NEW YORK—Jodie Foster is as surprised as anyone that the fourth film she’s directed, “Money Monster,” is coming out in the summer among the likes of Avengers and Angry Birds.
“I don’t spend a lot of time going to movies in the summer because there’s not a lot I want to see,” says Foster. “I think people are sick of entertainment that really is just about grabbing their ticket sales. Maybe this is an alternative.”
“Money Monster,” out May 13, stands as one of this summer’s most striking exceptions. It’s one of few wholly original wide-release films targeting adults, and one of only two major studio movies directed by a woman. (The other is Thea Sharrock’s romance “Me Before You.”)
The film stars George Clooney as a Jim Cramer-esque finance guru named Lee Gates, who’s taken hostage on live television by a distraught, bankrupted viewer (Jack O’Connell). Gates’s producer (Julia Roberts), in the control booth, remains in his earpiece throughout the ordeal. The thriller unfolds in real time, gradually revealing the deeper roots of media manipulation and economic inequality.
“The movie’s very meaningful to me,” Foster said in a recent interview. “It has a lot of resonance about the modern world and my feelings about it, about failure and how wrapped up we all are in our ideas of value. All that stuff is meaningful to me, and then you wake up and go, ‘Wow, I made a popcorn movie.'”
Foster, 53, has previously directed “Little Man Tate,” ”Home for the Holidays” and “The Beaver,” but this is her first studio film (for Sony Pictures). She grants that there were “a lot of opinions to navigate” but hopes her film—a kind of combination of “Network” and “Dog Day Afternoon”—has something of Sidney Lumet’s spirit in it.
A two-time Oscar winner and 2013 lifetime honoree at the Golden Globes (where she made that famously passionate and vague speech), Foster has followed the increased attention to gender equality in Hollywood with a mix of cynicism and pride. She believes a complicated issue has been reduced to buzz words, but also that change is long overdue.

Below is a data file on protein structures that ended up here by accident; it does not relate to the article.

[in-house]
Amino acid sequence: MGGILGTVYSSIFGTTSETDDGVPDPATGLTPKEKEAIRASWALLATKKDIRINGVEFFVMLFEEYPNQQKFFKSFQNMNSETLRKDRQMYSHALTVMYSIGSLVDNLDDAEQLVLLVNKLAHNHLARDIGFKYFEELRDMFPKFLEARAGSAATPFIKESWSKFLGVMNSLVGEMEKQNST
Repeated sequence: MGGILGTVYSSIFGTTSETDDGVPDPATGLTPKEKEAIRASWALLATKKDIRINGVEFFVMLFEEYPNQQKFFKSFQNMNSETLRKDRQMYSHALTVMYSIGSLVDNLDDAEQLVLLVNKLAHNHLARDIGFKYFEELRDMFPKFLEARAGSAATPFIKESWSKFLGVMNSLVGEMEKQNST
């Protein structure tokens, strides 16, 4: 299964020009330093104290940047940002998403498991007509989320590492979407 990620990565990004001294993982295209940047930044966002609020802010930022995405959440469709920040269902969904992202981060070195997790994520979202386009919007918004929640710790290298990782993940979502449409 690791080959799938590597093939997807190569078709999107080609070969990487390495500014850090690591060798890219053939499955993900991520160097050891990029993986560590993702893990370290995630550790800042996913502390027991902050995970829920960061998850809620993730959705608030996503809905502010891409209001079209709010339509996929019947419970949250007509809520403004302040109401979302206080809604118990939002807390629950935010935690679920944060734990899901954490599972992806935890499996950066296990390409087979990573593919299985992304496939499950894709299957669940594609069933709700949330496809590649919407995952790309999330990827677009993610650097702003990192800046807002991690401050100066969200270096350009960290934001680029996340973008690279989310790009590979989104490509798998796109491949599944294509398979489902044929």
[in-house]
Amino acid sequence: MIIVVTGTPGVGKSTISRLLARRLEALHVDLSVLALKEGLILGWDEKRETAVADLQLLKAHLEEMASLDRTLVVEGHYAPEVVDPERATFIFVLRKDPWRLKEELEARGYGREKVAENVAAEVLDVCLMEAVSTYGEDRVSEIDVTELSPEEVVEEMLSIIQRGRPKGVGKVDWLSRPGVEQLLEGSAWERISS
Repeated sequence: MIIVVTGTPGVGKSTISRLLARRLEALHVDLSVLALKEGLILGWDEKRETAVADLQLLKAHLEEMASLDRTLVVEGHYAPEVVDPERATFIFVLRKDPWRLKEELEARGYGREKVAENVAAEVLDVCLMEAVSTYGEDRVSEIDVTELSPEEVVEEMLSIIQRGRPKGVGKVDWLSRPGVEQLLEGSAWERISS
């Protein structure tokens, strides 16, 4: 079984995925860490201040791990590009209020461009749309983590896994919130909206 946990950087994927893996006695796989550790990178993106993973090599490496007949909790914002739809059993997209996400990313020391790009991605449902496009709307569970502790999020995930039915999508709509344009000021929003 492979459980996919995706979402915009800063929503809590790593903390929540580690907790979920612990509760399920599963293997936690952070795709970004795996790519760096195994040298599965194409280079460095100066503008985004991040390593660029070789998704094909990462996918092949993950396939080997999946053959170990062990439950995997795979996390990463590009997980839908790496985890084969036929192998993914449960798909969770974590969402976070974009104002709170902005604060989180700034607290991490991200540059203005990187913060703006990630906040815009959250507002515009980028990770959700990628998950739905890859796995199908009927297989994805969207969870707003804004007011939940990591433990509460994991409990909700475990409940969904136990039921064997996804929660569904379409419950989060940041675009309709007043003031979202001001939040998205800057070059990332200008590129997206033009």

“There have always been, although not in the greatest numbers, independent female filmmakers. There’s always been international filmmakers that were women,” she says. “It really was America that was has been the last in the mainstream arena.”
One thing Foster questions is if women should even want some of the blockbuster directing jobs that nearly always go to men, but might rather pursue different types of films. “It took us this long to get here and I think women are very sensitive to not throwing away their dreams when they finally get a taste of their dreams,” she says.
“Money Monster” was shaped in important ways by its director. Roberts’s character, Foster says, “originally was just a woman who said ‘Go to one,’ ‘Go to two.'” It’s an example of the many qualities Foster—uncommonly direct, fiercely honest, uncompromising—brings to the table.
Speaking about her determination as a director, she’s typically frank.
“It’s shocking how little I’ve been able to figure out how to get movies off the ground and to find opportunities for personal films,” Foster says. “I do really want to focus on this. But you actually have to carve out the time. The acting, it will suck everything else out. You can’t squeeze in a director’s career. You have to go out on a ledge and say, ‘OK, this is what I’m doing now.'”